Seeing that Thorfinn and Einar actually managed to complete their share of the deal to Ketil is actually phenomenal. Even more when Ketil is decent enough to keep his word, too, seeing to the end that Thorfinn and Einar get their to live as free men in the end. But what comes next? For both, that’s an equally tough question. Einar can’t go back to his family, even if he returns to his homeland – or whatever was left of it, after they were pillaged and had it all burned. And even worse, the fact he can’t do anything about Arnheid, who will most likely continue to be Ketil’s slave (though I may actually have some suspicions that that is about to change) is rough on him. Thorfinn, who has just begun to make true amends with his past, decides to take on a pipe dream of his own – to free the world from slavery and war. It’s a cruelly comic timing for him to bear such a dream. What happens when Canute is brought up again changes everything, and sooner or later, these two will have their paths crossing.
But back to the boys, they’ve earned it. They have successfully turned that forest into a farm, and as a token of appreciation, Ketil offers them their freedom on a much earlier notice. They don’t quite know what to make of that, especially with their already conflicting feelings about what freedom should mean, but the time Ketil will take to pay the King a visit in Jeliing will sure give them the time to think about this and the possibility of becoming his retainers, too.
And here, we do witness the intriguing descend of Canute into the darkness because in his pursuit for power, he has also taken more lives with poisoning in his way. He doesn’t even spare his own brother, Harald, cruelly taking the life of someone who has been nothing but very kind to him in his childhood. He got a taste of power, and in a sickening way, doesn’t measure any efforts to attain it, being brave enough to put a front and stand next to his brother in his dying moments with his goal only centered in getting the crown, firmly fooling the people around (though I suspect a few of his men have already grasped what the deal is real about).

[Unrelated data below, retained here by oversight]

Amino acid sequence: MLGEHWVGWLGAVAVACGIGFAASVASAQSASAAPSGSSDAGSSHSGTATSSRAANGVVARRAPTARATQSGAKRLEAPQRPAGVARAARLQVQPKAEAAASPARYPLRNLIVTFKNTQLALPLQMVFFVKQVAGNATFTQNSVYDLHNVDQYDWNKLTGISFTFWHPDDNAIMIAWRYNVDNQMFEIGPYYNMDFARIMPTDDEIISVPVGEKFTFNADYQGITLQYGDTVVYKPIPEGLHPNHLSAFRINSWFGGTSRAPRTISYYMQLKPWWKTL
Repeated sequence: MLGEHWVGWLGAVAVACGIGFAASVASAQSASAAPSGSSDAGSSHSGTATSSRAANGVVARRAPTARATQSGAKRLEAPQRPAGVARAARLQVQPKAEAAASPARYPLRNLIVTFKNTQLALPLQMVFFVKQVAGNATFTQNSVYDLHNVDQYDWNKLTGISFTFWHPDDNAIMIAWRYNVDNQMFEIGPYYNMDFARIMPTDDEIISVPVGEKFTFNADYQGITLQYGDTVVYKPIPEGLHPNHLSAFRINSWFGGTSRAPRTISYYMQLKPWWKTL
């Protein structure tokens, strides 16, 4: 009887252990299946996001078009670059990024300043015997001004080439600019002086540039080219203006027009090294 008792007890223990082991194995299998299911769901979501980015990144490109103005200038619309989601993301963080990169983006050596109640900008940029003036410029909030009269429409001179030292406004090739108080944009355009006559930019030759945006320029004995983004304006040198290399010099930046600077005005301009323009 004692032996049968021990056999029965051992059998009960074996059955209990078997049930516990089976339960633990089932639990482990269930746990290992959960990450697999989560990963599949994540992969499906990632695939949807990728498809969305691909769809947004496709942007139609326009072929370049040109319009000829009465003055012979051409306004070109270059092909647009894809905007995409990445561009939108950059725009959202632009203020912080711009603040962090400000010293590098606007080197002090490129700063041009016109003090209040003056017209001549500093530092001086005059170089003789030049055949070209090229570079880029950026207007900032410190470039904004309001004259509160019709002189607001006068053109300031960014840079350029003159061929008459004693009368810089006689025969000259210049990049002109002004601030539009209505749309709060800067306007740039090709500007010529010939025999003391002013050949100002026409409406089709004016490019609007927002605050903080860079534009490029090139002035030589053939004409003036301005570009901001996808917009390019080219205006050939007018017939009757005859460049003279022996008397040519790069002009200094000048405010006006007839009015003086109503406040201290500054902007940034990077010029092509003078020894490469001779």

And there he got it. He’s now officially holding both England and Denmark as his territories since Herald had no heir left and chose to leave it upon his younger brother. Tragically enough, it all comes with a price, as Canute descent upon madness prompts him to start receiving some of his father – his head, at least, coming in to take part in his sins. It’s a mixture from both sick and tragic to see Canute going down this way. For a man who never sought power above all, his crazy desire to conquer all on his way for his own twisted and shallow desires is a testament to how much human nature is prompt to corruption. For one who always hated the way his father acted, it’s quite ironic to see that his ghost is the only entity he can confide to in such a moment of madness, perhaps because deep down he finds confort in knowing that his father’s ghost mirrors what he’s now become. It’s clear that a lot whitin himself has changed since he took that on journey back in the first season, but while keeping a peaceful life in Vinland Saga seems like an impossible feat, being the one pulling the disasters is no easy game as well.
It’s always been a given that eventually, Thorfinn and Canute’s path will have to cross again. Now more than ever before, all the stars are aligning, and the real question that poses is how those two will inevitably clash now that so much of their perception of the has drastically shifted from what it once was.